King’s Lynn incinerator campaigners buoyed by Prime Minister David Cameron’s comments

Norfolk campaigners were buoyed today after prime minister David Cameron said an approaching inquiry into the proposed Saddlebow incinerator should 'listen' to their views.

Mr Cameron made his comments in Parliament yesterday after being questioned on the issue by North West Norfolk MP Henry Bellingham.

Speaking to a packed House of Commons at prime minister's questions, Mr Bellingham highlighted the poll that took place last year in which 65,516 people voted against the incinerator plans - a 92.7pc 'no' vote.

Since then a planning inspector has called in Norfolk County Council's decision to approve the incinerator proposal, with an inquiry into the plans beginning in February.

Responding to Mr Bellingham the prime minister said: 'It's very important that the planning system does listen to local people and proper processes are followed. And I'm sure that [Mr Bellingham will] work very hard in this case to make sure that happens.'


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South West Norfolk MP Elizabeth Truss, who signed a letter asking for the incinerator decision to be called in, said she was 'extremely pleased' at the prime minister's comments.

She said: 'The referendum made it very clear that it was a 'no' to the incinerator in Henry Bellingham's constituency and I will continue to work with Henry to ensure the authorities understand that this plant is too big and in the wrong location.'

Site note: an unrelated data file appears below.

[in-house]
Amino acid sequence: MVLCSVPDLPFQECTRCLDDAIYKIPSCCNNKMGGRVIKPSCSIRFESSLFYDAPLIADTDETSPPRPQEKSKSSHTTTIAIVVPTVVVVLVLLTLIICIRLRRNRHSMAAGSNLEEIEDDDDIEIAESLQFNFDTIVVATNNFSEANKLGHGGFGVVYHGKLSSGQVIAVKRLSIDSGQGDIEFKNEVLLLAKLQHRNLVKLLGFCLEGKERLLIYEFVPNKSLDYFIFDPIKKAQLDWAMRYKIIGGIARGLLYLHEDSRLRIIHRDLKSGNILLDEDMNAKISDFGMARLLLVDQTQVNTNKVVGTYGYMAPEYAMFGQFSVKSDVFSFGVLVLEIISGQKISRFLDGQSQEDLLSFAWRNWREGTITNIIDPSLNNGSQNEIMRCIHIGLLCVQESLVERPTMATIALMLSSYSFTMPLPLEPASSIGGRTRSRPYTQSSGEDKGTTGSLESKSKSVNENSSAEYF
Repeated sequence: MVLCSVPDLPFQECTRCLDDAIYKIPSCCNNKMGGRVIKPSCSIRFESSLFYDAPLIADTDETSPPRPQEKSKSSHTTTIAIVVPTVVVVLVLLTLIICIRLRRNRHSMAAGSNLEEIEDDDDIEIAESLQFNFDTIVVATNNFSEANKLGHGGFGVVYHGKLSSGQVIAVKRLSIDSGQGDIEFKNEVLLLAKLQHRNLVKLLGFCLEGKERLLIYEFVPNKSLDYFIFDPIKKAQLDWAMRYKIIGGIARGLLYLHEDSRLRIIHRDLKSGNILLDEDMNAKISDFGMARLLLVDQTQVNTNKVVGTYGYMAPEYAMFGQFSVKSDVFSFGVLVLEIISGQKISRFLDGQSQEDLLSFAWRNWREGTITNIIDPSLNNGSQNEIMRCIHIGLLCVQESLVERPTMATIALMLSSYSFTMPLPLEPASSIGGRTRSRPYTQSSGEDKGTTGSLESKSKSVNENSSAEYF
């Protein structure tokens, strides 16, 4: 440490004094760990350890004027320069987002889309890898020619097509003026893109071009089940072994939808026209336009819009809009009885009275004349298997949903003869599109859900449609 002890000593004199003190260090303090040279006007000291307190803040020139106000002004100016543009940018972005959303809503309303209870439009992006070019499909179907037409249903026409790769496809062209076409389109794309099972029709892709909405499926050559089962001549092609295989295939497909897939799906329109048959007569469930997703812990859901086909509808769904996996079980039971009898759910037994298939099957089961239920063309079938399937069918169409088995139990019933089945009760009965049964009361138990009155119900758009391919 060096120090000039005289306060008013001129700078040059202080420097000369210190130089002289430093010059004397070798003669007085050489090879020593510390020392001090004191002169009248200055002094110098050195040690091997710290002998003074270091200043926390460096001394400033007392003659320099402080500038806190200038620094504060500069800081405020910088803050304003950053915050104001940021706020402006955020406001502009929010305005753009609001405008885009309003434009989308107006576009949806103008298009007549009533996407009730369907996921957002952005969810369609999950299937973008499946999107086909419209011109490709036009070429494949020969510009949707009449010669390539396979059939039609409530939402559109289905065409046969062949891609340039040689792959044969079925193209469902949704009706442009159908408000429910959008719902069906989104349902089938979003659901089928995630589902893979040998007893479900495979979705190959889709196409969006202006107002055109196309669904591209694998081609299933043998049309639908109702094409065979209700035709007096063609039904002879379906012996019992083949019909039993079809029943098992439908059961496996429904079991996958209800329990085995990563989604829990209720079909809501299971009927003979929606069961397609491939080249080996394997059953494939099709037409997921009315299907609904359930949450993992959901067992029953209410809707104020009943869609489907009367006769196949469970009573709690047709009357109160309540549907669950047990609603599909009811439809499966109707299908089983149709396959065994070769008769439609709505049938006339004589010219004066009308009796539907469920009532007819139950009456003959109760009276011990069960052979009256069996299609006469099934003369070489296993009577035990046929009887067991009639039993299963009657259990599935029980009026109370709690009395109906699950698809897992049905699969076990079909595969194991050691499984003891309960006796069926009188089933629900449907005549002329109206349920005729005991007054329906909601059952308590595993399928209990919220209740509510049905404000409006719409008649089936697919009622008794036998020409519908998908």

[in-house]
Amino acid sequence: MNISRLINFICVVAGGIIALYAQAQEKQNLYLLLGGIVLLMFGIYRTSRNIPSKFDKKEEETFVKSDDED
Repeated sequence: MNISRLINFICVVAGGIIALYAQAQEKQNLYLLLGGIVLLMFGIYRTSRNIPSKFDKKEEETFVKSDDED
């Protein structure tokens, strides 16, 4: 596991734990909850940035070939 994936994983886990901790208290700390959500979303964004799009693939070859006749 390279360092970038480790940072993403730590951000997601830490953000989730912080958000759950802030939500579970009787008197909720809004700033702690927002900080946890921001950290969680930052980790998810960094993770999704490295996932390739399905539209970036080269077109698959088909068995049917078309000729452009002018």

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Meanwhile anti-incinerator campaigner Mike Knights added: 'I'm very pleased to hear that central government is taking it seriously. I'm very excited by that.'

But County Council leader Derrick Murphy suggested the prime minister was simply being 'diplomatic', pointing out that previous challenges to the incinerator proposals had already taken account of the public opinion expressed in the local poll.

Meanwhile he added that the impending inquiry into the incinerator decision would look into the planning process only.

He said: '[The poll] took place in February 2011. Now we are in October 2012. So why has it taken Henry Bellingham so long to raise it?

'There have been two attempted judicial reviews about the county council process and in both those judicial review requests, sent to two separate High Court judges, the local advisory poll was mentioned and in both occasions the High Court judge said they had been taken into consideration.

'On both occasions the judicial review request was rejected.'

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